Creating a master’s degree programme that includes 21st century skills that qualifies successful graduates to work as a teacher is a complex matter. We first have to define what we mean by 21st century skills and then decide how to produce concrete learning tasks so that the ideas can be integrated into the educational programme in order for student teachers to learn. Such skills are defined as, but not limited to, for example, critical thinking & problem-solving skills, innovation & creativity, learning to learn, metacognition, collaboration skills, communication skills, social and cross-cultural skills, global citizenship. A complex mix indeed. Now, add to that degree of complexity that such creation has to be conducted remotely between Finland and Nepal, and you are beginning to understand the basis of the project’s first week-long co-creation workshop that took place 22-26 February 2021. Teacher educators from JAMK University of Applied Sciences and HAMK University of Applied Sciences sitting in various home offices in Finland joined colleagues online from Tribhuvan University and Nepal Open University in their respective home offices and other such places across Nepal.
Co-creation is one of the fundamentals of the human rights-based approach to development upon which our project is founded. In essence, by requiring that all participants are seen as equal; none in more or less important that the others, it supports the development of respect and equity of possibility. From the holistic project perspective this in accord with the requirement to engage with marginalised elements of the Nepalese community to increase the equity of access to education of those peoples.
This approach was also evident in our workshop as we worked together to build a new qualifying programme of education for teachers. Ideas were explored and developed through participatory decision-making in a learning community environment, which of course, supports teacher agency – that all-important driver of change in education.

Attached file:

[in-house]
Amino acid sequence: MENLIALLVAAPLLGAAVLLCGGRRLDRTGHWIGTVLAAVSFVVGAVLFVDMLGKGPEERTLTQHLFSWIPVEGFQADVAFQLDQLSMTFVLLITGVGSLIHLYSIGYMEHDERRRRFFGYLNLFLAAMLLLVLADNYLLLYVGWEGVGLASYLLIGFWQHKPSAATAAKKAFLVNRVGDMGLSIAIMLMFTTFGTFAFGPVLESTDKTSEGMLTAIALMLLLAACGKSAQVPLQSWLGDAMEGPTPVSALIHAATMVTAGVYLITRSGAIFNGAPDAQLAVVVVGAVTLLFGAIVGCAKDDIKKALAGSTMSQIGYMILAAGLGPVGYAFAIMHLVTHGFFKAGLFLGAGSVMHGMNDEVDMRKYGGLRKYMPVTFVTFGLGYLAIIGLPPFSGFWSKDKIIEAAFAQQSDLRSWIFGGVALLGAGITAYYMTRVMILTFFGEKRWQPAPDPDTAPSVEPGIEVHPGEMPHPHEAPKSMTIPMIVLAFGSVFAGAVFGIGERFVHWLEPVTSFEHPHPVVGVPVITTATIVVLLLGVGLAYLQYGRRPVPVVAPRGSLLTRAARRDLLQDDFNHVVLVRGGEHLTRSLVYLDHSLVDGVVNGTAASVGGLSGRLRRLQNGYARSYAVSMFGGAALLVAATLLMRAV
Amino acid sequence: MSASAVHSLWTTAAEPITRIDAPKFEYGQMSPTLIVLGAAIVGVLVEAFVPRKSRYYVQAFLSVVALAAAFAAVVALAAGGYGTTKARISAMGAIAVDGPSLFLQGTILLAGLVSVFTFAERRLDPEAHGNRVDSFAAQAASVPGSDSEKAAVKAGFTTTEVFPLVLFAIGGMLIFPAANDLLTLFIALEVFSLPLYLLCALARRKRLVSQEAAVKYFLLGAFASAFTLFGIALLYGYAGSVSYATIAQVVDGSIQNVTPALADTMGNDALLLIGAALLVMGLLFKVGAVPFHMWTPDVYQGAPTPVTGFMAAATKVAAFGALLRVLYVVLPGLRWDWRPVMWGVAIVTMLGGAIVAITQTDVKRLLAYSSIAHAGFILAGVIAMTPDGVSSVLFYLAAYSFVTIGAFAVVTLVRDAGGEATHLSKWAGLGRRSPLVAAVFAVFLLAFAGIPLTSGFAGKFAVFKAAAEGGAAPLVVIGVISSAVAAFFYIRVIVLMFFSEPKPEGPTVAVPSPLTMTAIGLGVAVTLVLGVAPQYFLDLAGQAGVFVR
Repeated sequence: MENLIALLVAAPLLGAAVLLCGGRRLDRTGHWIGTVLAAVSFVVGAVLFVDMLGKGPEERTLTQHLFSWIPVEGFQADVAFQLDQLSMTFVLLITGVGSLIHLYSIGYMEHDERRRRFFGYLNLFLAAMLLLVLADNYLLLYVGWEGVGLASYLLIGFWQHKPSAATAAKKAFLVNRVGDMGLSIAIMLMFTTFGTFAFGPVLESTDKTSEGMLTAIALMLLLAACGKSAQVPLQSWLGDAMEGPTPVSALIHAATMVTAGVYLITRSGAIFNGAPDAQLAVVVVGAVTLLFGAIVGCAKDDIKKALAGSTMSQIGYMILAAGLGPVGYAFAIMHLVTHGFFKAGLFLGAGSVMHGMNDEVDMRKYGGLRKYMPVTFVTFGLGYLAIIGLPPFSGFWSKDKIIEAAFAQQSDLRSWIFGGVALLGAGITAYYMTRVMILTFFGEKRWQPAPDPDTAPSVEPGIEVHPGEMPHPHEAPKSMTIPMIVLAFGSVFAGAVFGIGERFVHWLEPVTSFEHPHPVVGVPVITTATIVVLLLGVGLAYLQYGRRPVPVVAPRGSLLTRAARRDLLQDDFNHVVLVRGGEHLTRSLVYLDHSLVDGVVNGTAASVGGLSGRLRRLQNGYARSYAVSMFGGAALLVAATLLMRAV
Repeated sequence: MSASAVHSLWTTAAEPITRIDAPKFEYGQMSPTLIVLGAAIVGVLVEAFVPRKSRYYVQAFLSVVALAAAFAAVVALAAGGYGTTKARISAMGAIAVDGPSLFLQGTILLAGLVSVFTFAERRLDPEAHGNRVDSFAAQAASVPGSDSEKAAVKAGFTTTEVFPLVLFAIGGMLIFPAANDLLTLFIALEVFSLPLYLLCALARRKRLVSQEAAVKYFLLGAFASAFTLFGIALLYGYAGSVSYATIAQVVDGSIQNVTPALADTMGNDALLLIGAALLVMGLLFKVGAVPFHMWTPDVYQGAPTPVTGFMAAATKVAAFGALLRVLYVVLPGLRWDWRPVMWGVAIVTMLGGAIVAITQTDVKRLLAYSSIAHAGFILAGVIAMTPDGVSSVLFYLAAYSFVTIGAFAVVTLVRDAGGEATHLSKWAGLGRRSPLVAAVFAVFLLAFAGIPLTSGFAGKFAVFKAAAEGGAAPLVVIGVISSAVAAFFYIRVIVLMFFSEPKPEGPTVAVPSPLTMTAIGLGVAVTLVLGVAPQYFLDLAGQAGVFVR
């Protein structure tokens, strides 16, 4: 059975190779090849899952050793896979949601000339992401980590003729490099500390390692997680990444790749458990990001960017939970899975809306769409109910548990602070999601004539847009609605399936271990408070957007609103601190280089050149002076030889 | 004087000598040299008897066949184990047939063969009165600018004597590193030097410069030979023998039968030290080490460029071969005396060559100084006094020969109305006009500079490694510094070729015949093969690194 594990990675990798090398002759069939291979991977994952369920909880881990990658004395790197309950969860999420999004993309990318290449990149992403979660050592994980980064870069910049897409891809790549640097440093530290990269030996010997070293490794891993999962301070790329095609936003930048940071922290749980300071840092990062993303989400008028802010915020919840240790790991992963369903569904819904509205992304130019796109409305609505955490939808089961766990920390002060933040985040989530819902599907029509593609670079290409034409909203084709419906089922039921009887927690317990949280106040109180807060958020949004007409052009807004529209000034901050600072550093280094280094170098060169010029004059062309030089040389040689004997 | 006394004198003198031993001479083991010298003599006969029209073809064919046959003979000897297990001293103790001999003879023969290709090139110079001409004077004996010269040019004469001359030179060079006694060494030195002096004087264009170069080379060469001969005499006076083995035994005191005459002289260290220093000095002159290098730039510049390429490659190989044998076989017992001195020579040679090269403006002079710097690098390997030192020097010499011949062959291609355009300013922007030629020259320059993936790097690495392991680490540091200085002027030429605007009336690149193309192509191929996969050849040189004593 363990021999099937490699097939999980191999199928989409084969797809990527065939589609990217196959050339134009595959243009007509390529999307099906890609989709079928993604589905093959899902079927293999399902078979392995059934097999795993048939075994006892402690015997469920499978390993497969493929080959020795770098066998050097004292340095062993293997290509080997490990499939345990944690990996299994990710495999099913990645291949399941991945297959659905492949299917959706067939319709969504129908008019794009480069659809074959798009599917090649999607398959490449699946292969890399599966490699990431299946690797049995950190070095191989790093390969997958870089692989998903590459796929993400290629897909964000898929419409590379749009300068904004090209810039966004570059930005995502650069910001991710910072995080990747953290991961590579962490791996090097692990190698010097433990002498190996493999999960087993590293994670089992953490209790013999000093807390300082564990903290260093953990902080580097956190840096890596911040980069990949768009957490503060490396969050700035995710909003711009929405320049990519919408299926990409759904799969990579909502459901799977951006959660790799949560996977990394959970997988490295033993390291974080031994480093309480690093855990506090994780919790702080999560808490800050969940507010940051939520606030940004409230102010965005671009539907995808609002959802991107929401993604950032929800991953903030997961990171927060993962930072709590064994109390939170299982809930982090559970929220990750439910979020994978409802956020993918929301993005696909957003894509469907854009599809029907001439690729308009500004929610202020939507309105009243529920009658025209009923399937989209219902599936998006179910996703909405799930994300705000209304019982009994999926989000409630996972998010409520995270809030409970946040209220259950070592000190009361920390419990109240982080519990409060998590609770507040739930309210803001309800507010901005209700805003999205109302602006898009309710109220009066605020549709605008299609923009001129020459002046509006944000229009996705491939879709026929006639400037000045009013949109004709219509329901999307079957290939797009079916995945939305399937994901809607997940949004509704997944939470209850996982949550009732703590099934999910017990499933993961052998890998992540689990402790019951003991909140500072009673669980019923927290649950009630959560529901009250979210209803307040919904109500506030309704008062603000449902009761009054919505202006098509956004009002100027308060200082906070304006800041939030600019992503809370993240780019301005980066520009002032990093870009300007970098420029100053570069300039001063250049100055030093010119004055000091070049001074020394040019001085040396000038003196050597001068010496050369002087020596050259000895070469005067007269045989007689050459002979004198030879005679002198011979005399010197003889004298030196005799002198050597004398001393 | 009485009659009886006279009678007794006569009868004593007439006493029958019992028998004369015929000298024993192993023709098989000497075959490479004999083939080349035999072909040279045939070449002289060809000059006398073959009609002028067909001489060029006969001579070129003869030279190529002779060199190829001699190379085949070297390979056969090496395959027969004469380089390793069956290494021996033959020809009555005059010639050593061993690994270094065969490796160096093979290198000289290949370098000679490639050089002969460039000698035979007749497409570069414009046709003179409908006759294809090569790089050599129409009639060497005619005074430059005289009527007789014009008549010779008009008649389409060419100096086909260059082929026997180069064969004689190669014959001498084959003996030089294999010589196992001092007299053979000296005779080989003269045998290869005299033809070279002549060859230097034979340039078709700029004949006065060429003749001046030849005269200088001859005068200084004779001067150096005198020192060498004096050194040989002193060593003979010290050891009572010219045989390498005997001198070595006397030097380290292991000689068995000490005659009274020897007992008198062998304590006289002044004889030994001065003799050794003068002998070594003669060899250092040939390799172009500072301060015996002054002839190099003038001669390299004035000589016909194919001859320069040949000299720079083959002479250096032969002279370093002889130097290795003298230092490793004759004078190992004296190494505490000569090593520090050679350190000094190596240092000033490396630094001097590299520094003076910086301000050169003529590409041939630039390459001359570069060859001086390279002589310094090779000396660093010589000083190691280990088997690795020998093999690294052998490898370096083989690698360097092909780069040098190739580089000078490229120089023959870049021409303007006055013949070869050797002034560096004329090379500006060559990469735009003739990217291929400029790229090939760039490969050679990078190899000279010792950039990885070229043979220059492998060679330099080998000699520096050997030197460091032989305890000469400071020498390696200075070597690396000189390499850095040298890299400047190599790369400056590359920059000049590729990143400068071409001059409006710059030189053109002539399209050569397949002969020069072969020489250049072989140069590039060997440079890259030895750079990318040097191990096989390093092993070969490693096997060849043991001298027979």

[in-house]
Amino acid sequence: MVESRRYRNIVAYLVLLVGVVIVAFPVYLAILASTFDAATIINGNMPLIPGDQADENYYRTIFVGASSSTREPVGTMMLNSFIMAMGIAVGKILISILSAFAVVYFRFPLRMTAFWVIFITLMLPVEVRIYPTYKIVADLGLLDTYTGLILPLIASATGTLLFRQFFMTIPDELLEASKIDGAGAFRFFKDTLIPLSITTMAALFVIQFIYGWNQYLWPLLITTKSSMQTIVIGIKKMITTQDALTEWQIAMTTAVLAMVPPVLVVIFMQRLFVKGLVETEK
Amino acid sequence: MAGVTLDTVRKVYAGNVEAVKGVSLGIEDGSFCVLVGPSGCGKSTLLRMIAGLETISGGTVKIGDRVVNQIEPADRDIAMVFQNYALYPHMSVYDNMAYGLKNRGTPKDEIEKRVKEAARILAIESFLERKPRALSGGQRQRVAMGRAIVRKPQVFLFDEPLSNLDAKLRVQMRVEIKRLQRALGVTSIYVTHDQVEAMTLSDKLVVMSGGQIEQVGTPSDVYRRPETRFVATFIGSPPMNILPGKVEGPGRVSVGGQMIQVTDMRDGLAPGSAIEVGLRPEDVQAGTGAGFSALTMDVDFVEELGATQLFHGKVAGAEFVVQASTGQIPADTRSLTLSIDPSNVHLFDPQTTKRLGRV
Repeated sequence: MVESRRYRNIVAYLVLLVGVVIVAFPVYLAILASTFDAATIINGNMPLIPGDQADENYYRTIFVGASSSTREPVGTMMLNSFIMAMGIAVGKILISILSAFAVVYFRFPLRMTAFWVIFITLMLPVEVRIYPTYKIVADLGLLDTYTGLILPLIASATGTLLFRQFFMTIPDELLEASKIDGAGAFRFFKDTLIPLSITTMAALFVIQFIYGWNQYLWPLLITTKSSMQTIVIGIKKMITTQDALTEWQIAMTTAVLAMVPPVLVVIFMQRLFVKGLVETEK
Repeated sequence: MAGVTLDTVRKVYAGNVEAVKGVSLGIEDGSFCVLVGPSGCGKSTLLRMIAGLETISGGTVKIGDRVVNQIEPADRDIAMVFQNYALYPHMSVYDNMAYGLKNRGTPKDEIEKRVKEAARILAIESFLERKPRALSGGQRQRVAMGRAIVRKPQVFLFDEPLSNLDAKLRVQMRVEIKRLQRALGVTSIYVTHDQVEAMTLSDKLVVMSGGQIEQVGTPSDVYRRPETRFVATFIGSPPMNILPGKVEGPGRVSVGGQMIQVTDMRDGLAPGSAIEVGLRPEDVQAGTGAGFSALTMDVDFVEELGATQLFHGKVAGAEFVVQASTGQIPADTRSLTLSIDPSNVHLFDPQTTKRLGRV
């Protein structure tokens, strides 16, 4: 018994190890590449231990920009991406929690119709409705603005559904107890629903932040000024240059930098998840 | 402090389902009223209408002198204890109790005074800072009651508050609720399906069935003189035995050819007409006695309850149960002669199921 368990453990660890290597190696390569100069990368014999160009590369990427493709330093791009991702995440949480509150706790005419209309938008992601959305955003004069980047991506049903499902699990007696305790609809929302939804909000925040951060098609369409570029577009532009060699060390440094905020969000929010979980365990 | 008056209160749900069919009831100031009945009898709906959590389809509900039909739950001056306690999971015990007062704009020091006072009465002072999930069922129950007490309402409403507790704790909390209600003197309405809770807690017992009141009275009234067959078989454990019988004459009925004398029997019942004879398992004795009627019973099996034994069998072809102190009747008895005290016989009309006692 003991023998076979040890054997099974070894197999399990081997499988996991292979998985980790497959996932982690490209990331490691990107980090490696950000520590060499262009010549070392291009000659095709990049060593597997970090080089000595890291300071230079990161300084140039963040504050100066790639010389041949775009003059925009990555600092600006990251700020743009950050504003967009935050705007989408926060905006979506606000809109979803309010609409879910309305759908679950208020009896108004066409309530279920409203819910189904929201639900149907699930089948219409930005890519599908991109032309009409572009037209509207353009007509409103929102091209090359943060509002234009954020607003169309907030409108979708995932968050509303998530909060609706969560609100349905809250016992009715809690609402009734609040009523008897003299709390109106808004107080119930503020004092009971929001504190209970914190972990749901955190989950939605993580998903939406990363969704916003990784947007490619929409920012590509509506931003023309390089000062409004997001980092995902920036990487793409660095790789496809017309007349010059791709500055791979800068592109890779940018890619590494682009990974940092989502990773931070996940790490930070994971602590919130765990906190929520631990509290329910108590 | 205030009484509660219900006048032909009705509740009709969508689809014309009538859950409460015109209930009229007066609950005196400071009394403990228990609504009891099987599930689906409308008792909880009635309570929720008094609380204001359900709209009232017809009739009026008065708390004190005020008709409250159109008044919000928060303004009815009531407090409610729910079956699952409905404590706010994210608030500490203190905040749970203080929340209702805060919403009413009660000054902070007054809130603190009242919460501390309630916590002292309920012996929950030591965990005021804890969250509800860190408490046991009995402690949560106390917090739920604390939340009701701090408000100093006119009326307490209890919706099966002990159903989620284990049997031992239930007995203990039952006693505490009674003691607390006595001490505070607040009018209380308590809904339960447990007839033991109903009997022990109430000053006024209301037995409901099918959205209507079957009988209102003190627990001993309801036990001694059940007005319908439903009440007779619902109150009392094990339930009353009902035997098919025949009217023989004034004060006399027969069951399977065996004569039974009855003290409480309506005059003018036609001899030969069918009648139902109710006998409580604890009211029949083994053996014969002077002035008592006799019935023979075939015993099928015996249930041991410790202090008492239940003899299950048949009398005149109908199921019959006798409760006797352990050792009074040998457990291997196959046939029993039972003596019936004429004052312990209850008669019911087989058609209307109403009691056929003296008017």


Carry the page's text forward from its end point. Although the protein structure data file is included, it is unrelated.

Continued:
The experiences gained during this workshop by all participants in applying 21st century skills in their everyday work will ensure that the valuable lessons learned are transferred into the courses that will form Output 1 of the project, a newly designed master’s programme focusing on digital pedagogy, guidance and counselling, and the development of 21st century skills required of workers in changing societies. The co-creation process involved in developing Output 1 will also inform work required in Output 2, a guidance and counselling module that will include one face-to-face taught study module and a MOOC, both designed for teachers and teacher students to support the HRB approach, to promote equity in education, and to prevent dropouts among girls and representatives of excluded (marginalized and disadvantaged) communities.
By the same token, Output 3, creating increased capacity of TU and NOU to promote integration of ICT and 21st century skills into existing education programmes of all levels of education through workshop and training for educational personnel at provincial and local governments will benefit accordingly.
A good week’s work by all participants. We all had such a positive and enjoyable experience during this week. So much so that we are looking forward to our next workshop week in early April with eager anticipation.
In the picture at the top of the blog post are TU and NOU co-creation teams in Nepal.
Dr Bed Prasad Dhakal,
Tribuhvan University, Kathmandu, Nepal
Graham Burns, project manager,
JAMK University of Applied Sciences, School of Professional Teacher Education